You go to a goth fest expecting 90’s Blade as a theme, but the black light shone the crowd for what they were. The weekend crowd from Halloween Horror Nights. The music was right, the expanded line up serviced all shades of goth. The venue was straight out of Miss Murder. Alas the crowd was 6 feet under aside from a few spurts of life during Boy Harsher and Health.
I have a theory that the venue makes the show more so than the crowd, possibly even the band. Cloak and Dagger moving the show from the State to the Los Angeles Theatre was a mistake. I think they should have applied their strict code to the venue. Damn the crowd and damn the theatre. I wanted darkness, I wanted to feel like it was a privilege and not a purchase, smaller room, a darker room, a strict dress code.
Beside wanting more ruffled Victorian shirts and latex the music and entertainment outstanding.
The Jarson family known as Body of Light brought everyone into the basement for what I felt like was the real show. Darkened room, minimal stage lights and a feeling like “they put us down here for a reason” the downstairs was where the bodies moved.
Black Mare – My choice for best of the underground stage. Queen of the Damned can push off, Sara Timms is the true queen of the dark. Effortlessly enchanting vocals, followed by deadly riffs. Black Mare is what I didn’t know I wanted and now need more of.
Christian Death – The band should never become its own cover band / nostalgia act, it’s weird they just censor the song instead of removing it from the set list because then I feel weird trying to enjoy it.
Drab Majesty – I feel like this is what everyone expected Daft Punk to look like under the mask. When there’s such dedication to a presentation I try to stay in front of the curtain as much as possible. I want to wonder and be curious about who makes this music and how is it this good.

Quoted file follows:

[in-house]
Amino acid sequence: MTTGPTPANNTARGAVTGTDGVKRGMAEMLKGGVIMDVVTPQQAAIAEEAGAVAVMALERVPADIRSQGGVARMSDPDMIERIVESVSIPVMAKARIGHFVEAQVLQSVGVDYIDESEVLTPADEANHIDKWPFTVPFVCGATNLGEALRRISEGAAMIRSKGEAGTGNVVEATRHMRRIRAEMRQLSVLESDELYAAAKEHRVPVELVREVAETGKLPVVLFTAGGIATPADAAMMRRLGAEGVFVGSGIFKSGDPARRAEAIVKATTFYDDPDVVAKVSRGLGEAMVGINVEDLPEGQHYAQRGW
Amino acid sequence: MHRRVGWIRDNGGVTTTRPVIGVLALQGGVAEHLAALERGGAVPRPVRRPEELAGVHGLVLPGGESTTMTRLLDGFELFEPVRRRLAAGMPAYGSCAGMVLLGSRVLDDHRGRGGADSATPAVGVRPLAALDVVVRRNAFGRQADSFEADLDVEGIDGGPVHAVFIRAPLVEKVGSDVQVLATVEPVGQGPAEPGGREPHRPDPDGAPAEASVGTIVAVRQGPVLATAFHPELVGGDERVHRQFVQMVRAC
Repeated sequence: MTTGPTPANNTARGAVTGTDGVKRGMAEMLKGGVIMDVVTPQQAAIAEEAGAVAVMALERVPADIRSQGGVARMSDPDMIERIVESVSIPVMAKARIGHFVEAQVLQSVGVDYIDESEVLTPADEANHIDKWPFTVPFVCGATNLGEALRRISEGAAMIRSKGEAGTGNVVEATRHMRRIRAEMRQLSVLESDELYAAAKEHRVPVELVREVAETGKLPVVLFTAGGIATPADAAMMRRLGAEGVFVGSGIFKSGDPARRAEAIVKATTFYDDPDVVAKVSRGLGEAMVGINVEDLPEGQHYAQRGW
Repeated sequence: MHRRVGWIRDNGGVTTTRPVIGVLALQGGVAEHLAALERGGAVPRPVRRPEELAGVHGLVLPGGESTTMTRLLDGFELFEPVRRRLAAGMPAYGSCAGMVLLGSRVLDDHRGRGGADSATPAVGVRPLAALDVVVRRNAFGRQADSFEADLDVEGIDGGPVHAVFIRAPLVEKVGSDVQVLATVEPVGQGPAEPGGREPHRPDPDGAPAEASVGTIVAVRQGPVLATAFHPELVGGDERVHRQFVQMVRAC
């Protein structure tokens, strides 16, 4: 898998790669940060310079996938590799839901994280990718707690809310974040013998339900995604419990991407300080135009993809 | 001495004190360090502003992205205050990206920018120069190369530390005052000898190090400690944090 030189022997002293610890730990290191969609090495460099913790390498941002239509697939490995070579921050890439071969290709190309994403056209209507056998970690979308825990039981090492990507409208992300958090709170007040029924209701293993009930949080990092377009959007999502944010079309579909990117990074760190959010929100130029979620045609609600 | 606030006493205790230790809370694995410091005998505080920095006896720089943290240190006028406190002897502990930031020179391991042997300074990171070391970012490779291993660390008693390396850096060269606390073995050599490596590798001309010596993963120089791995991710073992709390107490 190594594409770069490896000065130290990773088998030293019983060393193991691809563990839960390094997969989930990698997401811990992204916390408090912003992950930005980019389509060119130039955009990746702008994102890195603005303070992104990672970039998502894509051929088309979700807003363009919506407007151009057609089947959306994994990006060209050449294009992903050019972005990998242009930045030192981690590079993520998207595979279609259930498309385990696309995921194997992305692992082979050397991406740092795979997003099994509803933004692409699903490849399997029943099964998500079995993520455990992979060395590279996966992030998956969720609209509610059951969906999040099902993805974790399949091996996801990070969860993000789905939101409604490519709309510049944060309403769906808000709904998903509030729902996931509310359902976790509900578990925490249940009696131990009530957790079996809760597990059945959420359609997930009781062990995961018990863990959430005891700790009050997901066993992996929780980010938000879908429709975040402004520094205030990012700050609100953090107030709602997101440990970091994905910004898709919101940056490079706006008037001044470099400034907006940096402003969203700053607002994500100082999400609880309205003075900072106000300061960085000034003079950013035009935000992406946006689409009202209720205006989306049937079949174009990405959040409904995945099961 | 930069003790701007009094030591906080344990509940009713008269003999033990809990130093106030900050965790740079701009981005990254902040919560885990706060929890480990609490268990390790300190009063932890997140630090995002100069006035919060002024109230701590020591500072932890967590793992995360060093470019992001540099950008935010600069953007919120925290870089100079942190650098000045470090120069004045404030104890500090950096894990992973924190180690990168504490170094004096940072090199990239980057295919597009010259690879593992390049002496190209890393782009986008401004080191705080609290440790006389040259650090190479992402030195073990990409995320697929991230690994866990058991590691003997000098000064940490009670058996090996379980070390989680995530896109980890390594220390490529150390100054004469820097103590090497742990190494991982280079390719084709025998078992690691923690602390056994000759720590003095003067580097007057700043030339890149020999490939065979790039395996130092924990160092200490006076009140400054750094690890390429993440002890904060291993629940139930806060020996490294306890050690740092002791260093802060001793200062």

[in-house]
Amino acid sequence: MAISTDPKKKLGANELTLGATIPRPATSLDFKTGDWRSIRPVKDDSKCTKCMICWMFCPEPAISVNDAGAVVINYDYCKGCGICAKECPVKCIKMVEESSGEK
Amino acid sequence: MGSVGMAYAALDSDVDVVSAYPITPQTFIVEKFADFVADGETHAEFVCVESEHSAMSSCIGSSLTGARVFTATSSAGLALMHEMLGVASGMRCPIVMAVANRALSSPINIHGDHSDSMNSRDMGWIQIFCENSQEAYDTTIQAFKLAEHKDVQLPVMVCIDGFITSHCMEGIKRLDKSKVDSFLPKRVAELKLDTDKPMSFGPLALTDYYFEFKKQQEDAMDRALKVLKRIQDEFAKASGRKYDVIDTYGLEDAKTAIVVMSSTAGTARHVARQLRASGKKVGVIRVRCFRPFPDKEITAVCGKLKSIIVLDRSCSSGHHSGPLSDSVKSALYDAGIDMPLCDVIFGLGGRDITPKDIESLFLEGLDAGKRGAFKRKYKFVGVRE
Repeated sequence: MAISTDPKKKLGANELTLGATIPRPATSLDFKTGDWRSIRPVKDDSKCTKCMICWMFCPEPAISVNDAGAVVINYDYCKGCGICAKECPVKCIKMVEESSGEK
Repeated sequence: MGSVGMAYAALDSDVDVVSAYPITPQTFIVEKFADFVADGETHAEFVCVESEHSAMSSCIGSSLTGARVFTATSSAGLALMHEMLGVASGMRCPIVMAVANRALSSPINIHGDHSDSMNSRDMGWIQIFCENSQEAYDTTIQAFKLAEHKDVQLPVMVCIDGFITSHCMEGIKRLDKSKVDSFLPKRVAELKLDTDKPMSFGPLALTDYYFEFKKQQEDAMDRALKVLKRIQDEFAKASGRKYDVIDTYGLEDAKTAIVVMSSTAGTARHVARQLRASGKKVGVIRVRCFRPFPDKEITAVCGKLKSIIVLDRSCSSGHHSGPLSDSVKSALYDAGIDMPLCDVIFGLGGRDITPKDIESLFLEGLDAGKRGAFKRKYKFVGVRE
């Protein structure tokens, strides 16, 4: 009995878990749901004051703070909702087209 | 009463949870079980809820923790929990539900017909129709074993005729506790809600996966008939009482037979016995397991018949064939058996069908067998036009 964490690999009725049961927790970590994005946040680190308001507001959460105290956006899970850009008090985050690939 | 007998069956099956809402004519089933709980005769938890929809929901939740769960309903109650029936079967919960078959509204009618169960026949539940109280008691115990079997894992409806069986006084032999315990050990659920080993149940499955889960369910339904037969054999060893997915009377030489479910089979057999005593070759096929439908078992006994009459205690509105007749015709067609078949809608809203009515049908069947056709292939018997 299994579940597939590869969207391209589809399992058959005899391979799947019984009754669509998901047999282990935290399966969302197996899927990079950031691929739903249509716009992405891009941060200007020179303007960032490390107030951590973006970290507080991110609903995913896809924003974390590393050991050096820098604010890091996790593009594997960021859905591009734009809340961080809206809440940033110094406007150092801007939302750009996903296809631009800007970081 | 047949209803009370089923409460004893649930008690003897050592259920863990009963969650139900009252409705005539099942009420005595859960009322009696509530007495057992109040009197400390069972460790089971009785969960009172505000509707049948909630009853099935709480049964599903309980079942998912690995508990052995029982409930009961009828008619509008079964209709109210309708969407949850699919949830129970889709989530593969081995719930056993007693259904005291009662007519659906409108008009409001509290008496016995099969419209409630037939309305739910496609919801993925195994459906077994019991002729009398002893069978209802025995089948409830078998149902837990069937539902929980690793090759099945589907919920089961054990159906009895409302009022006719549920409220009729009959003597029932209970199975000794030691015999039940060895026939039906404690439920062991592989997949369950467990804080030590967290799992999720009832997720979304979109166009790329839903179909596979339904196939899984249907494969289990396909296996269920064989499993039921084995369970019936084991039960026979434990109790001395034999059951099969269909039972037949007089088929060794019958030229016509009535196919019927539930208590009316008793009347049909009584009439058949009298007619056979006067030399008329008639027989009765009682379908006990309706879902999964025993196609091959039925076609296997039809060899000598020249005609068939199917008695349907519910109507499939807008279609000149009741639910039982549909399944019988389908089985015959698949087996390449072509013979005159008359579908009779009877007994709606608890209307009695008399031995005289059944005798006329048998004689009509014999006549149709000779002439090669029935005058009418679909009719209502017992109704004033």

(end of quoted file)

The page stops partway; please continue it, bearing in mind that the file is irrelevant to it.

I was wondering where the goths would be getting fingered. It’s was in the headphone room. There was a dimly lit room with story telling and performance art aspects where you sat on a table cloth or cardboard cutouts of trees, while listening to a story that sounded like a bad Madlibs.
Health – Very confused as to how music from another dimension made it here, or a sign of modern music taste, it’s like when someone has model, designer, muse, artist, on their profile. Just pick one, Health says “Nah dude. It’s dance, it’s electric, it’s dark, it’s heavy, and lots of head banging.” Health are so good they could bring back the heartagram. Picking up where HIM left off. Such a thrilling band, you can’t prepare for a journey like them.
SRSQ – If the fairy godmother liked goth music and had pipes, I love the intimacy of the underground stage for an artist like this. I could be exaggerating but there’s no other way to describe what I saw. When SRSQ, Kennedy Ashlyn performs, you almost feel a magnetic pull towards the stage. It’s not magnets, it’s not curiosity, there is not doubt as to why you’re inching closer, there’s invisible arms carrying you there, you don’t see them until the fog gives them shape and by then you’ve got nowhere else to go but where else would you want to be?
TR-ST – Whenever a band says the next song is off the new album it feels like when your cat brings home a dead bird. The other songs are also dead birds. Sort of like when your favorite musician decides to make 30 ambient music albums.
She Wants Revenge – Lenny Kravitz, Justin Warfield, or Brandon Flowers in a hip shaking contest. I think Justin is not as sexy as Lenny but he’s a better writer and I just said Brandon because I love The Killers. I digress. They started early but I want to know why we were denied something so undesirable that only one word can describe it because other multisyllabic words don’t do it justice… it was “cool”. She Wants Revenge is just cool. Cool denotes the quality of music, the clothes on their backs, the way they carry themselves, and their attitude. They’ve got nothing to prove. A band is at its best when it’s not performing for the crowd. It’s not to say they don’t care, but they don’t need to ask if we’re having fun or remind us what city we’re in. We paid, they play. That’s the deal and it’s done.
Words by: Jonathan Reyes
Photos by: Andrea Fleming